Beyond the Numbers: Interview with Peter Sena
October 8, 2014 • 3 min read
Updated on May 2, 2017
In this week’s Beyond the Numbers we catch up with Peter Sena the Executive Creative Director and Founder of Digital Surgeons. Follow him on Twitter for more insights on how brands approach the digital space.
Read on as we find out how the folks at Digital Surgeons approach social media marketing.
This interview is part of an ongoing series; see other great interviews with industry experts in our Interview archive here.
How does your agency approach social media marketing on behalf of clients, and how does it fit into the larger digital marketing picture?
Consumers don’t think in terms of channel, so as an agency that connects brands with consumers, we can’t think that way either. At Digital Surgeons, we’re always looking at the bigger picture and focusing on making campaigns social by design– irrespective of what platforms they live on. What that means is looking at the audience from a rich-data perspective and developing a communication strategy that leverages the strength of each respective channel. In other words, consumers use each platform differently, so we have to follow the mental-models to deliver content in the form that will drive the most engagement. Great content and experiences should be the lynchpin that all campaigns are built on, whether they’re being experienced from the center of Times Square or across the social web.
How have you seen social media greatly impact the business of your clients?
Direct ROI from social media is an interesting conversation among our industries greatest marketers and data scientists. The art of conversation is one of the oldest forms of interaction that long predates advertising and the rise of social media. We all want to belong to something.
As a creative director and digital agency founder, I’ve absolutely seen the way that social media has transformed brands’ abilities to develop deeper and more meaningful relationships with their customers. When I talk about social media’s place in a brand’s marketing mix, I always encourage my clients and colleagues to focus on the convergence of media, or the “holy media trinity”: paid, earned, and owned.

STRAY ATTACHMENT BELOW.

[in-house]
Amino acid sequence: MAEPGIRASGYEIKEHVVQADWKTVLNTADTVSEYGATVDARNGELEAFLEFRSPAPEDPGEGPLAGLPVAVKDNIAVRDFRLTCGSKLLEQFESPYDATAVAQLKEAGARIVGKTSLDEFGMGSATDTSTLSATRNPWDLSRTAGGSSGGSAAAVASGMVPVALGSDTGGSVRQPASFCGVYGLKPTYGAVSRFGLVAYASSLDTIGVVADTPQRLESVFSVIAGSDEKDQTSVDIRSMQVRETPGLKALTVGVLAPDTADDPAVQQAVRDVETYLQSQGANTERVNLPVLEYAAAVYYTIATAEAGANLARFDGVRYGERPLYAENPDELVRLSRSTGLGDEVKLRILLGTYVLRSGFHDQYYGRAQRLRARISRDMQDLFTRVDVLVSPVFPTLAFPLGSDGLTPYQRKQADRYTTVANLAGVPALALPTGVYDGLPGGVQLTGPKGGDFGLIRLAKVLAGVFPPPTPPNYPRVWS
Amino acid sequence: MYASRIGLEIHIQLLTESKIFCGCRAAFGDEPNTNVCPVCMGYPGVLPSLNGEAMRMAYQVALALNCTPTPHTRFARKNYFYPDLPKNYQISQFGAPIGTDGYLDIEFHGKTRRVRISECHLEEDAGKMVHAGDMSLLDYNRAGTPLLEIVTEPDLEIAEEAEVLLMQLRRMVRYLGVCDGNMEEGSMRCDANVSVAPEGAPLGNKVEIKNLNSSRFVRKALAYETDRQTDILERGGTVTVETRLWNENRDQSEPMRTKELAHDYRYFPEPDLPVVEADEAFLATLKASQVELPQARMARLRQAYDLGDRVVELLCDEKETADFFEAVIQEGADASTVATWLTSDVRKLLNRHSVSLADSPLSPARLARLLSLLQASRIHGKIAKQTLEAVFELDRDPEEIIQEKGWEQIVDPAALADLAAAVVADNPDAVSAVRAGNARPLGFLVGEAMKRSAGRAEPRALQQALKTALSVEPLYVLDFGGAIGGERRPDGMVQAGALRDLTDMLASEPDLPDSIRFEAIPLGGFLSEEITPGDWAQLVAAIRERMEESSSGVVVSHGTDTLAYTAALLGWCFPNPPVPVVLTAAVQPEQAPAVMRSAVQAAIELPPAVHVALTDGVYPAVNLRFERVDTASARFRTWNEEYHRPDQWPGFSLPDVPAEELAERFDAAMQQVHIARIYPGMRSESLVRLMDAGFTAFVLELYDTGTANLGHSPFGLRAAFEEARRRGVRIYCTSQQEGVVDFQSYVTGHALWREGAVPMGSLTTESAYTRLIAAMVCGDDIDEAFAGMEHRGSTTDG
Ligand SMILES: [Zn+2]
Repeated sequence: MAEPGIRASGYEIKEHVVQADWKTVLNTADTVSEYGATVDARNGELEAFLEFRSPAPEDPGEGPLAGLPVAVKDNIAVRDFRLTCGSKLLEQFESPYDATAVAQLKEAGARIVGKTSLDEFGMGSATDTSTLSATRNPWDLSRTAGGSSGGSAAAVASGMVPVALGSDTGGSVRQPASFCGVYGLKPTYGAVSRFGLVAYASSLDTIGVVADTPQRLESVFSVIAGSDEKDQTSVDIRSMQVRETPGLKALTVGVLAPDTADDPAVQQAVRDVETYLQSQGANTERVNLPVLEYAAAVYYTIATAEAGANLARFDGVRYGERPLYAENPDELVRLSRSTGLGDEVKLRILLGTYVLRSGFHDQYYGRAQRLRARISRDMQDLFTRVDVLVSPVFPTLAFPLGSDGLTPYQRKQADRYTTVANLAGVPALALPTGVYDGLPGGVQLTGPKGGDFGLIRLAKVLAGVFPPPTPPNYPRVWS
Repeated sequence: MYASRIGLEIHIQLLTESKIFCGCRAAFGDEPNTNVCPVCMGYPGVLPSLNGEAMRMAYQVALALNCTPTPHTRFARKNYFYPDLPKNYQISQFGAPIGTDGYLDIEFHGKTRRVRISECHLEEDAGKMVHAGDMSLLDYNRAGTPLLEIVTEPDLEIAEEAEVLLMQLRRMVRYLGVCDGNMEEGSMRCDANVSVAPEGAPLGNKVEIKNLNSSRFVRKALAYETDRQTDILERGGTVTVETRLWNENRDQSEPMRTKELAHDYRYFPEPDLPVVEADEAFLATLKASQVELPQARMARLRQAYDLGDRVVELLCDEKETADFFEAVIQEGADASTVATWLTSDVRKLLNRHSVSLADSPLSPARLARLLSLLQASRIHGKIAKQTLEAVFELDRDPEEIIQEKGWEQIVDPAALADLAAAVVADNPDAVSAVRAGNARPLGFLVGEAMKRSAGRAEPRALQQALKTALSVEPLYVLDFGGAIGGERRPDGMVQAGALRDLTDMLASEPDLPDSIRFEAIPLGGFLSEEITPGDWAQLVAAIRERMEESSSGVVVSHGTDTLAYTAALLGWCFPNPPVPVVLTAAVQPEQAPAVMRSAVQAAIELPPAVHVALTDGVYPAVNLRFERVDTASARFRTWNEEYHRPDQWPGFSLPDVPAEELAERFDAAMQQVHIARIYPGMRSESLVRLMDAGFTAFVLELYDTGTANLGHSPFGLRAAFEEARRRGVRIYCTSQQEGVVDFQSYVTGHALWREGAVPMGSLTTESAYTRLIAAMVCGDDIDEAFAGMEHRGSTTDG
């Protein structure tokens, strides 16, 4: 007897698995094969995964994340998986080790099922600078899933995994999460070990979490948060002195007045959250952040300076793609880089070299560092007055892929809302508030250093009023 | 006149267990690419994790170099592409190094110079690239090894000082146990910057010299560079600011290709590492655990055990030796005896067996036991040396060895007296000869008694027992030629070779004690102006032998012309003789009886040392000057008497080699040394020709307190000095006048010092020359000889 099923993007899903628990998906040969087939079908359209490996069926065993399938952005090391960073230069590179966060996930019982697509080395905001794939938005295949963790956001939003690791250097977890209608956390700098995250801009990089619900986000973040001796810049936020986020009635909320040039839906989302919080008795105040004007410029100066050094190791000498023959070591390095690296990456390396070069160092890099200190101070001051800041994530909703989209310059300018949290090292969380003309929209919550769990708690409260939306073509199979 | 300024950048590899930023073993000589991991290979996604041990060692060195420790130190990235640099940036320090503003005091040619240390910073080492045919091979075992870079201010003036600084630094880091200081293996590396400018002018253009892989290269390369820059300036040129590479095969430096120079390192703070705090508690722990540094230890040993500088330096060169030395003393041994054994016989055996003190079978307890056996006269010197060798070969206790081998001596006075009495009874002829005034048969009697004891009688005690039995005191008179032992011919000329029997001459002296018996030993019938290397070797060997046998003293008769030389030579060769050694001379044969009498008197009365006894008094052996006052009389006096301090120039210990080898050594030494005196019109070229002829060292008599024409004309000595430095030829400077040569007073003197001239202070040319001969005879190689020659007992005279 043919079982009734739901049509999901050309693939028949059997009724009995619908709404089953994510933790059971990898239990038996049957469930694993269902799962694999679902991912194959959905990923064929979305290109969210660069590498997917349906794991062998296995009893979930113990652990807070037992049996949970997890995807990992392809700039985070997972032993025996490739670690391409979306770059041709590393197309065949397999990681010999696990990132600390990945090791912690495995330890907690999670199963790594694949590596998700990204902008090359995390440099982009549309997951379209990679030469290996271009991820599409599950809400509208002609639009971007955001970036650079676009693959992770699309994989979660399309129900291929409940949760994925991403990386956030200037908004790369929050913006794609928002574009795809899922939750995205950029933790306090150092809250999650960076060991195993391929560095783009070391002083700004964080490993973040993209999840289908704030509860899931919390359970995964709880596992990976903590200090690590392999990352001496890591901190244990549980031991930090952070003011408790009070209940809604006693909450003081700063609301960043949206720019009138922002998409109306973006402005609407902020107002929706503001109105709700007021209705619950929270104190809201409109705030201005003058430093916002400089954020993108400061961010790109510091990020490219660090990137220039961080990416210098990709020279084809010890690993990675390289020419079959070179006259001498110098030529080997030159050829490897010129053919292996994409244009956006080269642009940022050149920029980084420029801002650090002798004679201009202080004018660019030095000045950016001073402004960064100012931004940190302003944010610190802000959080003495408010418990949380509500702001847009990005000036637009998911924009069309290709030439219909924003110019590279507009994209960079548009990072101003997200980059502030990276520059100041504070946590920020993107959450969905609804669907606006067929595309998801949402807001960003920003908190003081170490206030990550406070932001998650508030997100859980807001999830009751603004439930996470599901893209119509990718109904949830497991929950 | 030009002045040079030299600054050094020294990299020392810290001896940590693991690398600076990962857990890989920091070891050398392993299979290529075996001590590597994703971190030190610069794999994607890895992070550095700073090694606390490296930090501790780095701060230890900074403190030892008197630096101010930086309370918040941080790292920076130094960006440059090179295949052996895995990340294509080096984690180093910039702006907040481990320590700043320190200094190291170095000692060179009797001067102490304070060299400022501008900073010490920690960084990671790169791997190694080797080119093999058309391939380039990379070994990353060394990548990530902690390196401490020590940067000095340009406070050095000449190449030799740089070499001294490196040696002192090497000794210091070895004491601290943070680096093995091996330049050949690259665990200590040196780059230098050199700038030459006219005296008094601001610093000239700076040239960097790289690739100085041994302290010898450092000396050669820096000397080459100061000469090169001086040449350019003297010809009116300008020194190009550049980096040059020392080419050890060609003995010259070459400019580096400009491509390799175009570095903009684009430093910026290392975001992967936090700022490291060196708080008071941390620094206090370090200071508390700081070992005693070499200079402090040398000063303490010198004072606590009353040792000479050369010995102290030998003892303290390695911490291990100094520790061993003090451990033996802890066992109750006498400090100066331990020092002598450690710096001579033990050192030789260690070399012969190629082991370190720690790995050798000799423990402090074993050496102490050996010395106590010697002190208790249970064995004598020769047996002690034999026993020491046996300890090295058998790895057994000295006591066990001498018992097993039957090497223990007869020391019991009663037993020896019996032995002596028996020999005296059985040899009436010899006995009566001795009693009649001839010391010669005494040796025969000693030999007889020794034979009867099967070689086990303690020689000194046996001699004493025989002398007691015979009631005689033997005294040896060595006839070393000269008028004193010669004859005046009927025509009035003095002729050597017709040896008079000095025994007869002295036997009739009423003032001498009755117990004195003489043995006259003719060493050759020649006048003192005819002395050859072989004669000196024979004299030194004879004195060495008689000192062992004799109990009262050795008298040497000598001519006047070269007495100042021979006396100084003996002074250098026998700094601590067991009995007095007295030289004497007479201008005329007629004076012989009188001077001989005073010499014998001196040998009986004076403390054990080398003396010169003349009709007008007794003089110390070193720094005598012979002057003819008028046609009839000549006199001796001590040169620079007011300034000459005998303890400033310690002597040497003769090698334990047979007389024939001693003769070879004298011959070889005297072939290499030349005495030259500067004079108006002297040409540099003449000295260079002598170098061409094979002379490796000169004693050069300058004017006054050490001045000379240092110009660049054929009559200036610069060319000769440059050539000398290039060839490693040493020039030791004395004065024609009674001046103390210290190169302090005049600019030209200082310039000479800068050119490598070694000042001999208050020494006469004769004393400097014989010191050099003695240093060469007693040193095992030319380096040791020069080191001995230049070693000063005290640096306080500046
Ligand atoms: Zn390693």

As marketers in an era of big data, the ability to use social media as an inexpensive data warehouse tool to feed the marketing and information funnel is tremendous. Facebook’s most recent push in the ad-tech space with rebuilding Atlas (formally Microsoft’s leading ad server) shows us that it’s less about “likes”, “shares”, and “engagement”, and more about developing a deeper digital fingerprint on who your consumers are why they love you. Only then can you target, nurture, and compound upon people just like them.
Think “smart media” not “social media”.
When is social media data most critical to your efforts: During the planning process; while you’re executing a campaign, so you can change course or allocate more resources; or afterwards, to measure your success?
Data is the currency of the future. If you are doing anything on pure gut these days, you’re likely headed to pick up your AARP card or fit to be an extra on re-runs of Mad Men.
We utilize data every step of the way. During our planning and ideation phases, while developing our content and experiences, and especially during the campaign to ensure we can quickly optimize and take advantage of learnings as they happen.
What’s more valuable, competitive intelligence on brands within your client’s industry, or being able to look at the efforts from brands in other verticals?
I don’t personally like to think within the confines of a specific industry or vertical. That type of thinking just perpetuates “me too” and “check-the-box” thinking from agencies and brands. Looking at who a brand’s consumers and direct and indirect competitors are seems to be more valuable. Nowadays every brand is fighting for eyeballs and engagement, so it’s not always your competitor you are trying to overthrow, but perhaps an entirely different category all together.
Click here to view more social media insights, thoughts and opinions from agency and brand experts.